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November 17, 2011

Elder Abuse Lawyer Warns of Danger of Admitting Past Felons to Nursing Homes

Massachusetts Elder Abuse Lawyer Warns of Danger of Admitting Past Felons to Nursing Homes
Boston attorney Bernard J. Hamill of Hamill Law Group says full disclosure needed before placement of Elder Felons in Massachusetts Nursing Homes.
Quincy, MA (Law Firm Newswire
November 15, 2011 
Boston Massachusetts nursing home abuse attorney Bernard J. Hamill says families need know that there has been an increase in the admission of residents with past felony records into nursing homes. Residents should have the right to know when a potentially dangerous person in admitted in their midst. The potential for violence can be the result of psychiatric disorders or past criminal convictions. Both pose a risk to vulnerable nursing home elders.
Hamill, founder of the Hamill Law Group, says family members should advocate for their loved ones on a regular basis and part of that job is to check with admissions at the nursing facility where their relatives reside.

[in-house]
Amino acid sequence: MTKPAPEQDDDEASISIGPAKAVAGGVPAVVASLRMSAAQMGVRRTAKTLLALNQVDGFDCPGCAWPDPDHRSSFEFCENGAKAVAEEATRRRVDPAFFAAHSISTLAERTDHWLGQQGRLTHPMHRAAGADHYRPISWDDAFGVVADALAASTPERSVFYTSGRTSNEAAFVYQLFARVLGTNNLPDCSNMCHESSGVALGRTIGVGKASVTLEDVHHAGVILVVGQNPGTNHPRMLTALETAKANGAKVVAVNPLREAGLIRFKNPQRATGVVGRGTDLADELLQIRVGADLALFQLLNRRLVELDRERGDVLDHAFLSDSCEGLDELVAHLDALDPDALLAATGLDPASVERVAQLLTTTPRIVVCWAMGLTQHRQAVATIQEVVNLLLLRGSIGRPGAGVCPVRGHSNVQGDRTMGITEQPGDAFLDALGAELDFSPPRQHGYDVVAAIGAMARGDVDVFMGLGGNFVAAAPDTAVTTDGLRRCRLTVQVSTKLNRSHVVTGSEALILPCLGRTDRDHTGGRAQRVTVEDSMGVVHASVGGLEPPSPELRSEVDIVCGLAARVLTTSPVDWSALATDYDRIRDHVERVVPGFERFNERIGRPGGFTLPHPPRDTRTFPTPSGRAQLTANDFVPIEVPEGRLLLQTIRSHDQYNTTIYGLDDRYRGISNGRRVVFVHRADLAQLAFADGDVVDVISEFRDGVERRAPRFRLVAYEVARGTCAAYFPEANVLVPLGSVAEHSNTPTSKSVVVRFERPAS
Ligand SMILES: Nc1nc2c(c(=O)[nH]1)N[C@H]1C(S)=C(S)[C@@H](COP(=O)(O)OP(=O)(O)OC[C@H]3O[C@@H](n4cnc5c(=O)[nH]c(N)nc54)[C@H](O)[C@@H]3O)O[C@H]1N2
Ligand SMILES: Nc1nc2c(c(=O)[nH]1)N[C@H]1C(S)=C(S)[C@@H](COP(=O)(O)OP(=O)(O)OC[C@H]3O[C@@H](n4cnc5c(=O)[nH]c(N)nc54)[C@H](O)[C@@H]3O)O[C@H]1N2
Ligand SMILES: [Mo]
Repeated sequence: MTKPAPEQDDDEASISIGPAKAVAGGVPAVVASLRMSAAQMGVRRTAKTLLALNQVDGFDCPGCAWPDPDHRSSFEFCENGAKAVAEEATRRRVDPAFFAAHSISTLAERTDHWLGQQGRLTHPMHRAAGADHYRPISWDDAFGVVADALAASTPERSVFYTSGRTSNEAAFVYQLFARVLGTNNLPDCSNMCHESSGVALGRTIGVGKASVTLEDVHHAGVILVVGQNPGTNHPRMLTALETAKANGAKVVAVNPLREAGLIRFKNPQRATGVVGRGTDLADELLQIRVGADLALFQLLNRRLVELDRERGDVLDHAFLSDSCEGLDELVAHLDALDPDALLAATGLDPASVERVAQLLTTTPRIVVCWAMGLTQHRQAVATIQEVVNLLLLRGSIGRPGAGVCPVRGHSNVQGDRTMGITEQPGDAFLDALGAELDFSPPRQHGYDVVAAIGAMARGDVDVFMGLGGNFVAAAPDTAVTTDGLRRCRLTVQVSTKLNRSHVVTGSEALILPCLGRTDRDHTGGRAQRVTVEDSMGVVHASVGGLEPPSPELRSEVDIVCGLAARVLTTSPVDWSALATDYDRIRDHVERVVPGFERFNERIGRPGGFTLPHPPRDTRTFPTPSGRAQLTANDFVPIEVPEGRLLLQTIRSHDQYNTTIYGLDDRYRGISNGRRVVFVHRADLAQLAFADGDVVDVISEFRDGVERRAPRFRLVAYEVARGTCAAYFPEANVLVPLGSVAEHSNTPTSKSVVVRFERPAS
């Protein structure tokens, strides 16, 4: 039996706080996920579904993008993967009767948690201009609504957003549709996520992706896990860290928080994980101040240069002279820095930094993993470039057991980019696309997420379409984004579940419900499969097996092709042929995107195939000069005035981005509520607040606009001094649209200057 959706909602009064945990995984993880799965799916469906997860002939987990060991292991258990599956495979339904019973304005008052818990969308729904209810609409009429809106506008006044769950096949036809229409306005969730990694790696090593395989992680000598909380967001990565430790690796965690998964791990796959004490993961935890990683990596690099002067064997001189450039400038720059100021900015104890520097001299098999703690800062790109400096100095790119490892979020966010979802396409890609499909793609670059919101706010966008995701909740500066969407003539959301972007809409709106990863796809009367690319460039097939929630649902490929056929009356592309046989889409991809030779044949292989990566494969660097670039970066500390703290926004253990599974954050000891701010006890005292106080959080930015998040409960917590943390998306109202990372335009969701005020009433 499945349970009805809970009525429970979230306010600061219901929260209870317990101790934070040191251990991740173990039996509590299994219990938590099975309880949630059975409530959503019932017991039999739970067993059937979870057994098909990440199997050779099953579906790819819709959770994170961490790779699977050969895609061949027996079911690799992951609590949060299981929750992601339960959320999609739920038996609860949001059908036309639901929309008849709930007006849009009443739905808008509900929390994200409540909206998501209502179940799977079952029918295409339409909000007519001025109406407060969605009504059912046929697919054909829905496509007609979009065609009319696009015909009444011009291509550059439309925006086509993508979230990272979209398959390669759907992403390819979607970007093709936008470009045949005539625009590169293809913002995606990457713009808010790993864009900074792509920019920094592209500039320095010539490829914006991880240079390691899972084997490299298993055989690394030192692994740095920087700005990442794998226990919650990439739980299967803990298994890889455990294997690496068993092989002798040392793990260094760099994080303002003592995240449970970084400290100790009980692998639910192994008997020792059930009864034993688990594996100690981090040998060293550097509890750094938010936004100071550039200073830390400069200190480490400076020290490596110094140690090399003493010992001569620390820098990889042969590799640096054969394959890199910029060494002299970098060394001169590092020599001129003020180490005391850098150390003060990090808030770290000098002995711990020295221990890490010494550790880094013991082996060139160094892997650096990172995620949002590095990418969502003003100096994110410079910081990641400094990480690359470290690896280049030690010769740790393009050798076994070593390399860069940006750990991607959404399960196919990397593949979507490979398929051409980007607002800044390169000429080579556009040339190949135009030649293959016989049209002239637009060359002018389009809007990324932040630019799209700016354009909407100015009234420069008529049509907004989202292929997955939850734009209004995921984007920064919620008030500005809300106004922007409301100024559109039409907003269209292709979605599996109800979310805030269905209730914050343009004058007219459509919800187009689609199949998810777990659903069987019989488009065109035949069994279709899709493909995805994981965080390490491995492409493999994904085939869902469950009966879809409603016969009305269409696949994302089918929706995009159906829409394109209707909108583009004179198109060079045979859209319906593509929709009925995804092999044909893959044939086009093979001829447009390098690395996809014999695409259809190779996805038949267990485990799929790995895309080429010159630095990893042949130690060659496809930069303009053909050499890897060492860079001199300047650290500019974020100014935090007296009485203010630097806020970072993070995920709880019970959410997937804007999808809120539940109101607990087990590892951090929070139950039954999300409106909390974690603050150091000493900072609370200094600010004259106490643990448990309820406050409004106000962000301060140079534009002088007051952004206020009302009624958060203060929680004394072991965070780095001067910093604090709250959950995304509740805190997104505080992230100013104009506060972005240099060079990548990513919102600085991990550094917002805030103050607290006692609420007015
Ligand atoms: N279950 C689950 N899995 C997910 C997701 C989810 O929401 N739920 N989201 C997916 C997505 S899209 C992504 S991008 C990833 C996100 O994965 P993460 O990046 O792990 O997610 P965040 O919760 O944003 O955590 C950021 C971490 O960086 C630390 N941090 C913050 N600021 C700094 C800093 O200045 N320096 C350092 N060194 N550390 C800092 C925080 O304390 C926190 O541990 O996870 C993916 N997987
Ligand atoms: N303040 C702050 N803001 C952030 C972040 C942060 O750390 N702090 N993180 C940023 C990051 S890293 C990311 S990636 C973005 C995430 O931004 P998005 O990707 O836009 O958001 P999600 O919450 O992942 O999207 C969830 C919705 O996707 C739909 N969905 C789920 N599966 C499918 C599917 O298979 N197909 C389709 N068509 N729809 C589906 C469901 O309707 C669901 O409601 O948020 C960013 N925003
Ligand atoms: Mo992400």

With violent attacks by felons living in some nursing homes, some facilities are scrambling to comply with disclosure laws required in some states to notify state public health officials when they admit offenders. The number of felons reported to be living in the facilities increased last month in some states. Past reported felonious acts have included rape, theft, assaults, illegal drug use and violence. Some former felons also have serious psychiatric conditions.
The surprising number of offenders in some nursing facilities stems from a former policy that closed state-run psychiatric hospitals while not providing suitable replacement housing for psychiatric patients. Offering no housing or out patient treatment to the discharged patients, many, including those with criminal records, went to nursing homes that were not equipped to treat them. One state has 196 sex offenders housed in local nursing homes.
Hamill warns consumers to inquire on a case by case basis for any nursing home you are considering placement of a loved one in. Questions you should ask the Administrator are: (1) is there a screening mechanism in place for felons? (2) What safety precautions are in place? (3) What disclosure provision is available to the other residents; (4) are the admissions of felons list updated for existing residents? State reporting and regulatory requirements for these type of admissions need to be checked.


SOURCE:       LawFirmNewswire
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Any Charges Reported on this blog are Merely Accusations and the Defendants are Presumed Innocent Unless and Until Proven Guilty.

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